Complementary Therapies; how balancing intensity with mindfulness is an integral part of prolonging your active lifestyle.
For many of us who train or engage in some sort of regular physical activity the positive effects, aside from the obvious physical benefits, could be termed as 'Complementary Therapy'. We all know that exercise releases endorphins, and that makes us feel good, but what about the benefits to your musculoskeletal structure of a well rounded physical activity routine that encompasses intensity & mindfulness?
A lover of Kick Boxing and weight training myself, a recent return to the activity that compliments both of those high intensity training regimes (yoga) has reminded me of not only where I started, but also the fact that I have, to some extent, neglected my body. In my tunnel vision of wanting to lift heavy I left behind a key activity that would not only have complemented my strength training but would also have kept my musculoskeletal structure & my posture in far better condition than it is now; open, supple, with full range in the joints, & well balanced.
So how did this happen?
Firstly I need to understand my posture type, once I have understood that then I know which muscle groups of my body are naturally getting more work and therefore are strong; and which muscle groups I might rely on a little less and therefore may well be less efficient and struggling under the demand of load. Resulting in exacerbating a particular posture type. This eventually puts too much stress on a limited group of muscles instead of utilising efficiently all the muscle groups available.
At this point it is really important to differentiate between the posture we might adopt at our desks in front of computers, or whilst looking down at our mobile phones, and the posture type that refers to our structure, the one that influences our body mechanics, how we stand naturally, or determines which muscle groups fire up more efficiently than others, or how our muscles develop for instance.
The basic postures are understood as:
• Lordotic/Lordosis; characterised by an anterior pelvic tilt, that means your hip structure tilts forward.
• Kyphotic/Kyphosis; is characterised by an excessive curve in the upper thoracic region of the spine
• Sway Back; characterised by pushing the hips forward. The hips could tilt in either a posterior or anterior position.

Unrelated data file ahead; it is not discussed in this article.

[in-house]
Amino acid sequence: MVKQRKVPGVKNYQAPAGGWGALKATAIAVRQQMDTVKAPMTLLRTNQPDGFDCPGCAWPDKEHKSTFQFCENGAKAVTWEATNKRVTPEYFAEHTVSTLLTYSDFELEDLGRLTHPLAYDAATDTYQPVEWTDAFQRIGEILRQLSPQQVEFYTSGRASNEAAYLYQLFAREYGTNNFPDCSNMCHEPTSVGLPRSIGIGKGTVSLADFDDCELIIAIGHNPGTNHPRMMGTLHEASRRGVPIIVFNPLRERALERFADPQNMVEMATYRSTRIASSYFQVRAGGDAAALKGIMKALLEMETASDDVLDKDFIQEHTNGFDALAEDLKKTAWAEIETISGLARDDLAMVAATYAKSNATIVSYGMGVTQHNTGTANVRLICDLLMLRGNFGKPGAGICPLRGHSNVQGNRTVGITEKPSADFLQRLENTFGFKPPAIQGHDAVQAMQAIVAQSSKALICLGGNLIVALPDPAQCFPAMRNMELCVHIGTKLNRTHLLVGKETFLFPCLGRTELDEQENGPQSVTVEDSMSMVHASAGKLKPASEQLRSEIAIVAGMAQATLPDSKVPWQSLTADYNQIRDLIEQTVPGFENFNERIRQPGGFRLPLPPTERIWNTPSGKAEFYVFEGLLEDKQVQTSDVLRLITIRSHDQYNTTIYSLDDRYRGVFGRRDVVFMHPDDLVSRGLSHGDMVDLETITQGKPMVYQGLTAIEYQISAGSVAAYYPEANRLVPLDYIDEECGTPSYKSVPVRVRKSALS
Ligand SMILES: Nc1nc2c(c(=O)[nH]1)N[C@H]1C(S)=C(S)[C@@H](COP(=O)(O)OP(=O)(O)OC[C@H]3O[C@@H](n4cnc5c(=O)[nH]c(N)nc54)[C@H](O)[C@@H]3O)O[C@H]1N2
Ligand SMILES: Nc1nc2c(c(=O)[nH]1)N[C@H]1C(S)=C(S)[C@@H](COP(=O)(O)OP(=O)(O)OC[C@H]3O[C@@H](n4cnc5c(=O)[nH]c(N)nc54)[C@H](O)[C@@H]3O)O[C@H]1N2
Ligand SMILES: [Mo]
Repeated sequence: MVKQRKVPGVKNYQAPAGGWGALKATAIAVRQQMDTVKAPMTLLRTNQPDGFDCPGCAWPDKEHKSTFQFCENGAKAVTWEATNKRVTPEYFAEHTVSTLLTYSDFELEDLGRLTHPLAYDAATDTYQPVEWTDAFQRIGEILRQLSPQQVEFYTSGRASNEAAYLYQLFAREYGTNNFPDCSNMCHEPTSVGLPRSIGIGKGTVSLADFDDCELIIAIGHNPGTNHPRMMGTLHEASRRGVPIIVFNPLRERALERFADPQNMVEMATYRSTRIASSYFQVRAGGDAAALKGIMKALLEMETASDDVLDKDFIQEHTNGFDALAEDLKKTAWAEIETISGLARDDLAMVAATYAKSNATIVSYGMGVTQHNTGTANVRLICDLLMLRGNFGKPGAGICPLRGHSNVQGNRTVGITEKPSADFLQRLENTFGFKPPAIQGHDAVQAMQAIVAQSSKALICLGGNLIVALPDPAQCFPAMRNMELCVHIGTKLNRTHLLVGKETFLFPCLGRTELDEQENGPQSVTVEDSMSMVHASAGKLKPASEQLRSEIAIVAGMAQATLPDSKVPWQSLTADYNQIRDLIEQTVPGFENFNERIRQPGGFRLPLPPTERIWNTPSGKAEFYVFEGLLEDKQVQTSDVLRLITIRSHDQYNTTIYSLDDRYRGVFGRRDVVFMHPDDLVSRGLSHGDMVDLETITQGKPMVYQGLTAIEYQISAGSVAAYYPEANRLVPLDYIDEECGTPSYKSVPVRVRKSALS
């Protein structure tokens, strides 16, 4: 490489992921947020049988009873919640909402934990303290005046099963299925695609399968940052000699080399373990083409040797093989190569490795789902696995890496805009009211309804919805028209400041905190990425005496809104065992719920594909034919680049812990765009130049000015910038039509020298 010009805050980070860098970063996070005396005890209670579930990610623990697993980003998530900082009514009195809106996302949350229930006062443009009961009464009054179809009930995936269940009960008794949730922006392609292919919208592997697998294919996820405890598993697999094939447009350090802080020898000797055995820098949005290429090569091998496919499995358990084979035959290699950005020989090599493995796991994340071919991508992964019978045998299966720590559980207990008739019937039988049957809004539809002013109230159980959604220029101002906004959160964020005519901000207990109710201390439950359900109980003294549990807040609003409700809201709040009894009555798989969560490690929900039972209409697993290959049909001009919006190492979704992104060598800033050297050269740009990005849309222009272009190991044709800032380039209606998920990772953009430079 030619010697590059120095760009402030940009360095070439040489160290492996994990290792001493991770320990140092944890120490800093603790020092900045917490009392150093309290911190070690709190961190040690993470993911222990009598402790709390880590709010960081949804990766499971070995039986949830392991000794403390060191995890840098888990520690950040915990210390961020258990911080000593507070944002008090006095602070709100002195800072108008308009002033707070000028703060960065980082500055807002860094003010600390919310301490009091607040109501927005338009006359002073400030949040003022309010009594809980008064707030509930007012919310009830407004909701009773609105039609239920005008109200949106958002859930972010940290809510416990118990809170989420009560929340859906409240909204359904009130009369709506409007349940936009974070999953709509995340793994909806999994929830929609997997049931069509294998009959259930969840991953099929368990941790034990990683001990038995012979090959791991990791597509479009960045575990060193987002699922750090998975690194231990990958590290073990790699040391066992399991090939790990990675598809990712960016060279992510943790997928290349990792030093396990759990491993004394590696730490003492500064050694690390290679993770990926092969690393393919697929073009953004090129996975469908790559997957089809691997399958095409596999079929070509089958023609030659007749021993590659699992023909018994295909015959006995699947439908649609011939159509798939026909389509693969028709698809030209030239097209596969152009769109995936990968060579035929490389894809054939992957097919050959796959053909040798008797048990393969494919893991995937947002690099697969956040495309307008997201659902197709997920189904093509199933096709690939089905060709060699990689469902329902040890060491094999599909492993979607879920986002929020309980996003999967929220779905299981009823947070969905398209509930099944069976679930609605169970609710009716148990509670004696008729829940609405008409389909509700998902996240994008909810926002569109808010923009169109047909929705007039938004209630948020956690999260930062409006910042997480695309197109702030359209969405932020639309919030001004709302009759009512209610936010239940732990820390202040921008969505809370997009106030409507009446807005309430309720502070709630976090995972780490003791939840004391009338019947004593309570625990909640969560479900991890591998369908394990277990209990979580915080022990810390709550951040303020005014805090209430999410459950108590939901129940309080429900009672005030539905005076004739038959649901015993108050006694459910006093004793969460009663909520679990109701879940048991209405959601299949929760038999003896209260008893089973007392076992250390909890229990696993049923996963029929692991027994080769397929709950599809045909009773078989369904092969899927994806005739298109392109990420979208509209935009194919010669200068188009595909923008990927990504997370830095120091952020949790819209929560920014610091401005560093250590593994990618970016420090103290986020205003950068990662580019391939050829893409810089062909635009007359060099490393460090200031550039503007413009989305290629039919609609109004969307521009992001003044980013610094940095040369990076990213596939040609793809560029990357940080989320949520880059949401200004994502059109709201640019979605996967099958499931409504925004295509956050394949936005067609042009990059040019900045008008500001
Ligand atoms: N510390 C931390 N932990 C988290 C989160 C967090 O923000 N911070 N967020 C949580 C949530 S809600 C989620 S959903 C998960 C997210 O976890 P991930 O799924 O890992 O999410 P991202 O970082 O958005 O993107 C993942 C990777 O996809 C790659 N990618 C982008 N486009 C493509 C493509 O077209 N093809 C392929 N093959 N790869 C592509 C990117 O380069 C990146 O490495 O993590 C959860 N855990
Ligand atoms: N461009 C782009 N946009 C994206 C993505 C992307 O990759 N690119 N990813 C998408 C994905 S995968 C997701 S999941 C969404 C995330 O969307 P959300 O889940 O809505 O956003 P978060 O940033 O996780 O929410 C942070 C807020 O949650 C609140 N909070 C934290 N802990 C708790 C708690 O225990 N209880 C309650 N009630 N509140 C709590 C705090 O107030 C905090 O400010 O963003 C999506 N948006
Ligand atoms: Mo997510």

• Flat back; where there is no definition of curvature in the spine.
All of these posture types are very normal, its simply a question of being aware of your body and being mindful towards those structures.
I am Lordotic in my posture type. That means I have an anterior pelvic tilt and a deep, lower back curve, and I am also slightly kyphotic - a curve in the upper back. So my knees are slightly locked out, my low back muscles are shortened and tight, my quads are over developed by comparison to my hamstrings and my lower abdominal muscles are elongated and under- developed by comparison to my back.
So what do I need to do to help myself?
By balancing out your physical exercise routine, and this will very much depend on the activity you currently do the most of, your passion, the one thing you do religiously. This will also be unique to you and what your body needs.
You will most likely find that you have gravitated towards a sport or activity that your body naturally lends itself to, It’s natural to do what comes easiest to you because otherwise you wouldn’t enjoy it!
• If you lift heavy, box or kick box for instance make sure you take the time to stretch out and optimise muscle fibre recruitment, and maintain suppleness in the muscles and full range of the joints.
• If you practise yoga, take the time to engage in some strengthening work to ensure stability in the joints, to improve your stamina in a pose and prevent injury to the joints.
• If you are a runner, compliment your distances by working on your pace with strength and power exercises, this will also help prevent injury by supporting the joints. Working with strength based overload for instance “will increase your strength reserve so endurance tasks can feel easier” (Daniel Lawrence. Physiotherapist, The Physio Channel)
• Avoiding repetitive tissue load can potentially avoid over use injuries and repetitive strain injuries
Complementary Therapies. Whatever your poison, whatever your preference, support your physical exertions with a practise that will enhance what you love. Keep yourself open to variation, A practise of well rounded physical activity will optimise your goals and prolong your active lifestyle choices.
Be Your Best, Be Your Very Best, Be More Tiger!